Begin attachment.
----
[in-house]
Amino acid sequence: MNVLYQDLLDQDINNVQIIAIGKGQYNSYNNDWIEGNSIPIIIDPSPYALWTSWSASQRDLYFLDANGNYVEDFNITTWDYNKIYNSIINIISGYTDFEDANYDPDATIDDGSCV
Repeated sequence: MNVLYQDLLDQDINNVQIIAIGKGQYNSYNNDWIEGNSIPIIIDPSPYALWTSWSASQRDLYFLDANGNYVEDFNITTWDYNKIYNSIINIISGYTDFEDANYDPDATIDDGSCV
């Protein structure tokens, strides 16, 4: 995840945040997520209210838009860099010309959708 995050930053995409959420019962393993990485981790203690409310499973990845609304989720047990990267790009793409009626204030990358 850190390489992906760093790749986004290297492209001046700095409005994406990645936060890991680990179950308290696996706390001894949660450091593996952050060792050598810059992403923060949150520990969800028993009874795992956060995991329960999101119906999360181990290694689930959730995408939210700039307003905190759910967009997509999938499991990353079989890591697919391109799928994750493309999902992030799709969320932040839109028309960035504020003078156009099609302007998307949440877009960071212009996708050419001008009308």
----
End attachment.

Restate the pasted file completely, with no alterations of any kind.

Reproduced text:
[in-house]
Amino acid sequence: MNVLYQDLLDQDINNVQIIAIGKGQYNSYNNDWIEGNSIPIIIDPSPYALWTSWSASQRDLYFLDANGNYVEDFNITTWDYNKIYNSIINIISGYTDFEDANYDPDATIDDGSCV
Repeated sequence: MNVLYQDLLDQDINNVQIIAIGKGQYNSYNNDWIEGNSIPIIIDPSPYALWTSWSASQRDLYFLDANGNYVEDFNITTWDYNKIYNSIINIISGYTDFEDANYDPDATIDDGSCV
């Protein structure tokens, strides 16, 4: 995840945040997520209210838009860099010309959708 995050930053995409959420019962393993990485981790203690409310499973990845609304989720047990990267790009793409009626204030990358 850190390489992906760093790749986004290297492209001046700095409005994406990645936060890991680990179950308290696996706390001894949660450091593996952050060792050598810059992403923060949150520990969800028993009874795992956060995991329960999101119906999360181990290694689930959730995408939210700039307003905190759910967009997509999938499991990353079989890591697919391109799928994750493309999902992030799709969320932040839109028309960035504020003078156009099609302007998307949440877009960071212009996708050419001008009308």